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John A. Costello

John Aloysius Costello (20 June, 1891 – 5 January, 1976), a successful barrister, was one of the main legal advisors to the government of the Irish Free State after independence, Attorney-General of Ireland from 1926-1932 and Taoiseach from 1948-1951 and 1954-1957.

An Taoiseach John A. Costello, T.D
Rank:2nd Taoiseach
First Term:February 18 1948 – June 13 1951
Second Term:June 2 1954 – March 20 1957
Predecessor:Eamon de Valera
Successor:Eamon de Valera
Date of Birth:20 June 1891
Place of Birth:Dublin, Ireland
Date of Death:5 January 1976
Place of Death:Dublin, Ireland
Profession:Lawyer
Political Party:Fine Gael

Table of contents

Early Life

Costello was born on 20 June 1891 in Dublin. He graduated from University College Dublin with a degree in modern languages and law. In 1914 he was called to the bar and became a barrister. In 1922 he joined the staff of the Attorney-General and in 1926 he was appointed the Attorney-General by the Cumann na nGaedhael government. He also represented the Irish Free State at Imperial Conferences and League of Nations meetings.

Election to Dáil Éireann

In 1933 Costello was elected to Dáil Éireann for the very first time. In 1948 he was asked to become Taoiseach in the first Inter-Party government. Richard Mulcahy, the leader of Fine Gael, was seen as an unacceptable choice for Taoiseach. Costello was seen as the one person who could unite the different elements that were to make up the new government. This government oversaw two significant events: the decalaration of the Republic and the Mother and Child Scheme. At a press conference in Canada on 7 September 1948 Costello announced that the Irish Free State was about to leave the Commonwealth. On 18 April 1949 (Easter Monday) the Republic of Ireland came into existence. In 1950 the Minister for Health, Noel Browne, tried to introduce a scheme which would provide free health care for children up to the age of sixteen. The Mother and Child Scheme was opposed by the Catholic Bishops and the Irish doctors and Browne resigned as minister. The episode damaged the government and in May 1951 Costello requested that the Dáil be dissolved and an election was called.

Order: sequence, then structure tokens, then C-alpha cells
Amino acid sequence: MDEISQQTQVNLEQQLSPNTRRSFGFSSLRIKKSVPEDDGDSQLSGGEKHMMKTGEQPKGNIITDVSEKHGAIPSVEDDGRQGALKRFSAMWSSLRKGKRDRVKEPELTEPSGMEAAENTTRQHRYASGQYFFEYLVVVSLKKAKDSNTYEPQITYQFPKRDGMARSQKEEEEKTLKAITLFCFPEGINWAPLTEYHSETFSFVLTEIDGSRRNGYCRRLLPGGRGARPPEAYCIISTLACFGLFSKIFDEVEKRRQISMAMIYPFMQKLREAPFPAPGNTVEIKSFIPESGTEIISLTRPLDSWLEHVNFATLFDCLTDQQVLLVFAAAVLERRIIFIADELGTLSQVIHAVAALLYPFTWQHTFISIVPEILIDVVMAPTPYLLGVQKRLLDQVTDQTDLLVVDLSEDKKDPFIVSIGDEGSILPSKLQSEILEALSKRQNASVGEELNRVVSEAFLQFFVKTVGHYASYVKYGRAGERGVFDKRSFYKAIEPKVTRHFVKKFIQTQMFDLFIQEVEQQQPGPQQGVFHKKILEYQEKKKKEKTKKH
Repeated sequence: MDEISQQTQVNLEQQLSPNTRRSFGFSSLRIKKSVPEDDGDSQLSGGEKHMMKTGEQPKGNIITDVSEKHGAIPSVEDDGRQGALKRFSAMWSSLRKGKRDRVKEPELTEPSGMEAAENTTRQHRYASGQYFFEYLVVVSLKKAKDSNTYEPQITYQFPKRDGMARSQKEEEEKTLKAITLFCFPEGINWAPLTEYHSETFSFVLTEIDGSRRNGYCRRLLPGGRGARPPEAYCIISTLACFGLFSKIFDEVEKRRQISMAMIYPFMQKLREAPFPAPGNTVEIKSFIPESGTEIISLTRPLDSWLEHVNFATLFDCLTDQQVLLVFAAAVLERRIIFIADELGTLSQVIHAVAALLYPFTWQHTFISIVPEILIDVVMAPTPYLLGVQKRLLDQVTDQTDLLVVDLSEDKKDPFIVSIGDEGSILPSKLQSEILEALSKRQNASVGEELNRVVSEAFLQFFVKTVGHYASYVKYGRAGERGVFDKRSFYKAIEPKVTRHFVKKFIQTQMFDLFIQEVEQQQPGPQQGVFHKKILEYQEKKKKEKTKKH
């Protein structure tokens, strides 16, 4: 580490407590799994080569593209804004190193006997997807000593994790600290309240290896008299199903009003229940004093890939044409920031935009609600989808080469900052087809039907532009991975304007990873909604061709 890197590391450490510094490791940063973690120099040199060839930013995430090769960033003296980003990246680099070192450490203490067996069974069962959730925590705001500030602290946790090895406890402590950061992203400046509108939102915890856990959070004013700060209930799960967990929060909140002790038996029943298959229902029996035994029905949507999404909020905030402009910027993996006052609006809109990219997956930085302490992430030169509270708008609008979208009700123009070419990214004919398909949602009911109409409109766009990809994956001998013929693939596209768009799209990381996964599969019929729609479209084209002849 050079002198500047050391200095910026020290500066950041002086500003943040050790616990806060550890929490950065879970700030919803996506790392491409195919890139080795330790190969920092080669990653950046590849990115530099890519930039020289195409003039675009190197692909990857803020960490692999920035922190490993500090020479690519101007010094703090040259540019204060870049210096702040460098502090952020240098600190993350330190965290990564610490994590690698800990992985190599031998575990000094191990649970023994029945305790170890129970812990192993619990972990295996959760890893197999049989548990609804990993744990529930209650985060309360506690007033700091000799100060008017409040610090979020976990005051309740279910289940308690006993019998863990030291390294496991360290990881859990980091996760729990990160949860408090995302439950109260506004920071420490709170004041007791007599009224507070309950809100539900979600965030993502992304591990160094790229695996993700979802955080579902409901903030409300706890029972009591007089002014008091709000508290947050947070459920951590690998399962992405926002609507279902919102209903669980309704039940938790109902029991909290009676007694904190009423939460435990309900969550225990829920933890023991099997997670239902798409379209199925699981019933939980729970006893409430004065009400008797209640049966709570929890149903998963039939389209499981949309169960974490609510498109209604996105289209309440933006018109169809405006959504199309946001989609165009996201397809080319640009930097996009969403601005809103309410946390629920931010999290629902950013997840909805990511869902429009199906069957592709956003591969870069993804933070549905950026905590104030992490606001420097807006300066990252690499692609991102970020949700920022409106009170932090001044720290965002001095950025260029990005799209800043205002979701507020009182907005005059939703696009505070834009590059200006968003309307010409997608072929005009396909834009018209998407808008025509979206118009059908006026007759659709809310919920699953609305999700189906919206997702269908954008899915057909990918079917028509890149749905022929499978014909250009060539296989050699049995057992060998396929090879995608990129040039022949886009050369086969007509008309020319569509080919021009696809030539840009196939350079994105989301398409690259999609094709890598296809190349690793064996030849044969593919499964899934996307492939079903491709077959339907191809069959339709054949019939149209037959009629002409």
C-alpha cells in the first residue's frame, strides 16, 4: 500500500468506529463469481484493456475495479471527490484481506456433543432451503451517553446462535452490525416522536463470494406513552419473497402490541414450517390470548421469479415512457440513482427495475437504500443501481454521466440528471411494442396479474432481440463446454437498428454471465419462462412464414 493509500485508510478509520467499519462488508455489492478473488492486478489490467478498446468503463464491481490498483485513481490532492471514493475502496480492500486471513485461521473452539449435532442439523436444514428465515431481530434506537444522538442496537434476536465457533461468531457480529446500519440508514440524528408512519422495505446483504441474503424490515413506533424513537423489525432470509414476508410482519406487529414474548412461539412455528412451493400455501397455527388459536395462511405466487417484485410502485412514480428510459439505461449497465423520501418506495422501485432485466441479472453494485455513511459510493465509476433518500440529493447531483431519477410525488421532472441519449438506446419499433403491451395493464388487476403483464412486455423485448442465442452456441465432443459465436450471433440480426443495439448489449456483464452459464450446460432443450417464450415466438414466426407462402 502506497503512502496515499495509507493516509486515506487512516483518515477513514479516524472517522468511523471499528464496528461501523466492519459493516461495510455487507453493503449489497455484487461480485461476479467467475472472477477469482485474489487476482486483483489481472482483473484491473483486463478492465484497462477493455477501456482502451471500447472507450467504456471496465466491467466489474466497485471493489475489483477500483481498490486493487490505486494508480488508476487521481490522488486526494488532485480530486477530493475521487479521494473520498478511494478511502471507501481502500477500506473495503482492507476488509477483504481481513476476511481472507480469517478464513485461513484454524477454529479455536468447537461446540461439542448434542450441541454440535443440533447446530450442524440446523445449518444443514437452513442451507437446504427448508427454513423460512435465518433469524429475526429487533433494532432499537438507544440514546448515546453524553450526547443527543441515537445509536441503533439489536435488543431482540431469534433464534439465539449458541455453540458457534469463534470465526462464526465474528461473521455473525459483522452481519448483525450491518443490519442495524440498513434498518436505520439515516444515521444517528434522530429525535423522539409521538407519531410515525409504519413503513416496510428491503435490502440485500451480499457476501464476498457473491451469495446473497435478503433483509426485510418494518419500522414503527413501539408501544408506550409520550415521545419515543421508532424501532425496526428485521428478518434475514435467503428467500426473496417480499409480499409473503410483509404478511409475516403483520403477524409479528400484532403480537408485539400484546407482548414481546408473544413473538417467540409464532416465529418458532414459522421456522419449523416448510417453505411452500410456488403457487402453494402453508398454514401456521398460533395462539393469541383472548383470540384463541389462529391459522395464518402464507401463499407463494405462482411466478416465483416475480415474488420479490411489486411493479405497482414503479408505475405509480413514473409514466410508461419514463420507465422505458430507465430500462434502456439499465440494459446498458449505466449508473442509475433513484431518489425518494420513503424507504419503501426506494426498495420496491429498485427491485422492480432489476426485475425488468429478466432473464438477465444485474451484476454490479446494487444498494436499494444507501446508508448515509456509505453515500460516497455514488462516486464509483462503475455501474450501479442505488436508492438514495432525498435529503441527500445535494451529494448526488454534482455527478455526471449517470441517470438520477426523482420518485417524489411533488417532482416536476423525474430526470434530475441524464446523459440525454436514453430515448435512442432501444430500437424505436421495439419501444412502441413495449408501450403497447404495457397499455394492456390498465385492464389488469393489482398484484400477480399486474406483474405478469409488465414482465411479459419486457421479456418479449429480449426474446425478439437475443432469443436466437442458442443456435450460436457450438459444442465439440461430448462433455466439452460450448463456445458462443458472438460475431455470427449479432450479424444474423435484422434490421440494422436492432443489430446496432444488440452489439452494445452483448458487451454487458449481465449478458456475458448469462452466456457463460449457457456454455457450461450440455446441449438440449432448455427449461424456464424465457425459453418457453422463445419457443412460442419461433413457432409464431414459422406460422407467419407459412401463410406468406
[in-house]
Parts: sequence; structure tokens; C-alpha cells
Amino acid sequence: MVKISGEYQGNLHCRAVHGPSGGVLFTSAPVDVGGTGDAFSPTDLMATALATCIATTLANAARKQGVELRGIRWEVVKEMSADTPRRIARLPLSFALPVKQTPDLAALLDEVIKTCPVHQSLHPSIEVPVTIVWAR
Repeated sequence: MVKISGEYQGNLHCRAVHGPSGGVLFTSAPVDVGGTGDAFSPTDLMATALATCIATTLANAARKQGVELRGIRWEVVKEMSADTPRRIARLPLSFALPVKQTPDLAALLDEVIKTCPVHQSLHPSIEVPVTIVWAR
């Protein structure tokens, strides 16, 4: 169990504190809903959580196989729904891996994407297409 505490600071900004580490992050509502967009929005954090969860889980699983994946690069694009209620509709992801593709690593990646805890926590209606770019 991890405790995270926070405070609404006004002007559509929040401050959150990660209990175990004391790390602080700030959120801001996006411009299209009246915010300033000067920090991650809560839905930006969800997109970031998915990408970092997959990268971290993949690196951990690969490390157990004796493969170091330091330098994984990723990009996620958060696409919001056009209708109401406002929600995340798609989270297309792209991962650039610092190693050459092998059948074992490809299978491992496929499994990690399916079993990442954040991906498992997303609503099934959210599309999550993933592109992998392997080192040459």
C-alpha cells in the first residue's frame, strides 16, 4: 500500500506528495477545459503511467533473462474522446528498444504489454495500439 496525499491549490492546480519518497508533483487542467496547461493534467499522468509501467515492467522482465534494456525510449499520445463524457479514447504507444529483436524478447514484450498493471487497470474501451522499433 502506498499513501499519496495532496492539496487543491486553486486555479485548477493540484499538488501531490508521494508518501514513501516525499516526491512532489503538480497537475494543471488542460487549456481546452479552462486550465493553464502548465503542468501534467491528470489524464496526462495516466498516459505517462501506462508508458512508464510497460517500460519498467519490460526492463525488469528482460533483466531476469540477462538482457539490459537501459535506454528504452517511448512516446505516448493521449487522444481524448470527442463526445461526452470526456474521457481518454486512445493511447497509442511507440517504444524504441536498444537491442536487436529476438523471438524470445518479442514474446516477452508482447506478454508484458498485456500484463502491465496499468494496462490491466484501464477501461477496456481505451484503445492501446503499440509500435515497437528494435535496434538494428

Taoiseach Again

In May 1954 Fianna Fáil lost power and Costello returned as Taoiseach and head of another Inter-Party government. The government had a comfortable majority in the Dáil, but an outbreak of militant activity by the IRA de-stabilised the government. Clann na Poblachta and Fianna Fáil tabled motions of no confidence in Costello's leadership. Rather than face defeat he asked the President to dissolve the Dáil again. In 1957 Fianna Fáil returned to power and Costello returned to the bar and retired to the backbenches of Dáil Éireann. Costello received many honorary degrees from universities in the United States and eleswhere. In March 1975 Costello was made a freeman of the city of Dublin.

John A. Costello died on 5 January 1976.

First Government, February 1948 – June 1951

Changes

Second Government, June 1954 – March 1957


Preceded by:
John O'Byrne
Attorney-General of Ireland
1926–1932
Succeeded by:
Conor Maguire
Preceded by:
Eamon de Valera
Taoiseach
1948–1951
Succeeded by:
Eamon de Valera
Taoiseach
1954–1957


Taoisigh na hÉireann
(Prime Ministers of Ireland)

Eamon de Valera | John A. Costello | Seán F. Lemass | Jack M. Lynch | Liam T. Cosgrave | Charles J. Haughey | Garret FitzGerald | Albert Reynolds | John Bruton | Bertie Ahern


Presidents of the Executive Council
Eamon de Valera | William T. Cosgrave








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